Sega has started to release free mobile versions of classic games from its back catalogue.
The first five, including Sonic the Hedgehog, are available now via the Apple and Android app stores.
The gamemaker said it planned to release additional titles every two weeks for the Sega Forever service.
Some fans have complained about the first releases, saying Sega has done a poor job of converting the classic titles to mobile devices.
“Above all else Sega Forever is a celebration of nostalgia,” said Mike Evans, head of Sega’s mobile division in San Francisco in a statement. “It’s about allowing fans to reconnect with past experiences.
“It’s a very easy conversion to take those games to free,” Mr Evans told games website GamesIndustry.biz.
As with many other apps, Sega said it would run ads before and after the games were played. However, it said it would make it easy for players to avoid them.
“We’re just bolting in the advertising support model and a single in-app purchase that can disable those ads,” Mr Evans added.
Sega said it would cost $1.99 in the US and £1.99 in the UK to turn off the ads.
The online gaming catalogue will eventually feature titles from all the Sega console eras. Initially Sega said it was concentrating on games for the Master System, Mega Drive and Game Gear consoles but those made for the Dreamcast and Saturn would follow.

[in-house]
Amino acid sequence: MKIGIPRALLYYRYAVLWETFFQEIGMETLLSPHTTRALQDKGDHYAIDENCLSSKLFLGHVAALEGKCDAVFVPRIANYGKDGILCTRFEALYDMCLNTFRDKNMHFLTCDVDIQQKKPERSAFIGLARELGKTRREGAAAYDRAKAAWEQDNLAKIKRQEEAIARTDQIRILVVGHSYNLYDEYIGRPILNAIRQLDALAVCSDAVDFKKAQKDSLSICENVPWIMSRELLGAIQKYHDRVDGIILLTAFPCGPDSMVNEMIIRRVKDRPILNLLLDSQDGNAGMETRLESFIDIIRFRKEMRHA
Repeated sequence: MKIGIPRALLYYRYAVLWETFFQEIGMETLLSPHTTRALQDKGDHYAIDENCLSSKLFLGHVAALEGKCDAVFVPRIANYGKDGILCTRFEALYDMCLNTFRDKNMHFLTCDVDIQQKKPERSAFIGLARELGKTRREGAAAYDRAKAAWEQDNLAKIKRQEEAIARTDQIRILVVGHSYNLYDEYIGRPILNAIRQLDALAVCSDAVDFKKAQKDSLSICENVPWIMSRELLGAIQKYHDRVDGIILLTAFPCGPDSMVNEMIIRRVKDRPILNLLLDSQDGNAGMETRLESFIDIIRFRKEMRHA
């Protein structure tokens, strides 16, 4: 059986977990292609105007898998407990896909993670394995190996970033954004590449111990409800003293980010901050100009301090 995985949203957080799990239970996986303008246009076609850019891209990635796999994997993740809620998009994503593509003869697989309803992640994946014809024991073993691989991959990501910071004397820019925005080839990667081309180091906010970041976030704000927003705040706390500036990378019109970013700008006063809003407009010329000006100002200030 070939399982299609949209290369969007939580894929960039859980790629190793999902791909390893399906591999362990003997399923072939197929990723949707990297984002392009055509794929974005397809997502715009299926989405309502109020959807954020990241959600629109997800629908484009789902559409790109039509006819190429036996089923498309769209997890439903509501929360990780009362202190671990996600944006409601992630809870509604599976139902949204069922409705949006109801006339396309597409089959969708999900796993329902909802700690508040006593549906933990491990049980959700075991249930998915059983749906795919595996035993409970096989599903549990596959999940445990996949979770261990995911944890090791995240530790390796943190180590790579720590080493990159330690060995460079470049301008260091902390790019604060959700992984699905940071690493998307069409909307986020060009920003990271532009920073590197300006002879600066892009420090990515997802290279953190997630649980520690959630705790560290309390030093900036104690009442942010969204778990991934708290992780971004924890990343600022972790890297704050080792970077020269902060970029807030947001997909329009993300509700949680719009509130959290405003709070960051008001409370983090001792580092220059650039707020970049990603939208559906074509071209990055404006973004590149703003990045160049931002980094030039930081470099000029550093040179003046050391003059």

The first five games on Sega Forever are:
- Sonic the Hedgehog
- Comix Zone
- Phantasy Star II
- Kid Chameleon
- Altered Beast
Games can be played via a portable device’s touchscreen or by a controller. Sega said they would also be playable offline but people can save their progress online if they wish. The games firm said it would eventually add a multiplayer option to many of the games.
But not all fans of older games were happy with the arrival of Sega Forever. Retro games enthusiast John Linneman criticised the way they had been transferred or ported to mobile devices.
He said the “lousy emulation” led to glitches during gameplay.
“There are loads of dropped frames, hitches and skips,” Mr Linneman told games website Nintendo Life. “And when a notification occurs, it gets much worse. So it never plays smoothly.”